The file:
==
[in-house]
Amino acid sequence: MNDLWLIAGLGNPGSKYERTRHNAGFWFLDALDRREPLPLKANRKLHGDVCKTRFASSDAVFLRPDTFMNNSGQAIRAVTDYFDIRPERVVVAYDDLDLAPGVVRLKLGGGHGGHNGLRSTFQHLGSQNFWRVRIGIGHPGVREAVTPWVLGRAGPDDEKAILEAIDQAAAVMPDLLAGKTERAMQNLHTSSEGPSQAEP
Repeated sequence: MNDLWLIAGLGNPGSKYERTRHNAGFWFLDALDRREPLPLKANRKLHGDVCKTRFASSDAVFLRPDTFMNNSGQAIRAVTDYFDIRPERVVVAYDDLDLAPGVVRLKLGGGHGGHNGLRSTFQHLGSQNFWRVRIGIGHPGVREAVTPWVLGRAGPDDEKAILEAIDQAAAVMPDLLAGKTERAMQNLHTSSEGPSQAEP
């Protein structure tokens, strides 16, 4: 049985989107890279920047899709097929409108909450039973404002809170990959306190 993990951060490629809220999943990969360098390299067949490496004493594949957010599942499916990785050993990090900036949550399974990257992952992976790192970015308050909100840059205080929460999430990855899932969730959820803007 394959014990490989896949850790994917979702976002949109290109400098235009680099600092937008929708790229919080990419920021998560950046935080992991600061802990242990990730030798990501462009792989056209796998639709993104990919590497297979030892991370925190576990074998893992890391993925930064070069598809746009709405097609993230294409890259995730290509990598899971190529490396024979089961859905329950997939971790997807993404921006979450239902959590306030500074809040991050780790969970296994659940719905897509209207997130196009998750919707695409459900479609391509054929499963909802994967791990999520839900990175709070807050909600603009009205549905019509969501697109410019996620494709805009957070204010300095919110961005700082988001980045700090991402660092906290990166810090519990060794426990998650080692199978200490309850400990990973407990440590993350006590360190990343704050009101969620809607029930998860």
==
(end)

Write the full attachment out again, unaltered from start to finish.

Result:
[in-house]
Amino acid sequence: MNDLWLIAGLGNPGSKYERTRHNAGFWFLDALDRREPLPLKANRKLHGDVCKTRFASSDAVFLRPDTFMNNSGQAIRAVTDYFDIRPERVVVAYDDLDLAPGVVRLKLGGGHGGHNGLRSTFQHLGSQNFWRVRIGIGHPGVREAVTPWVLGRAGPDDEKAILEAIDQAAAVMPDLLAGKTERAMQNLHTSSEGPSQAEP
Repeated sequence: MNDLWLIAGLGNPGSKYERTRHNAGFWFLDALDRREPLPLKANRKLHGDVCKTRFASSDAVFLRPDTFMNNSGQAIRAVTDYFDIRPERVVVAYDDLDLAPGVVRLKLGGGHGGHNGLRSTFQHLGSQNFWRVRIGIGHPGVREAVTPWVLGRAGPDDEKAILEAIDQAAAVMPDLLAGKTERAMQNLHTSSEGPSQAEP
């Protein structure tokens, strides 16, 4: 049985989107890279920047899709097929409108909450039973404002809170990959306190 993990951060490629809220999943990969360098390299067949490496004493594949957010599942499916990785050993990090900036949550399974990257992952992976790192970015308050909100840059205080929460999430990855899932969730959820803007 394959014990490989896949850790994917979702976002949109290109400098235009680099600092937008929708790229919080990419920021998560950046935080992991600061802990242990990730030798990501462009792989056209796998639709993104990919590497297979030892991370925190576990074998893992890391993925930064070069598809746009709405097609993230294409890259995730290509990598899971190529490396024979089961859905329950997939971790997807993404921006979450239902959590306030500074809040991050780790969970296994659940719905897509209207997130196009998750919707695409459900479609391509054929499963909802994967791990999520839900990175709070807050909600603009009205549905019509969501697109410019996620494709805009957070204010300095919110961005700082988001980045700090991402660092906290990166810090519990060794426990998650080692199978200490309850400990990973407990440590993350006590360190990343704050009101969620809607029930998860």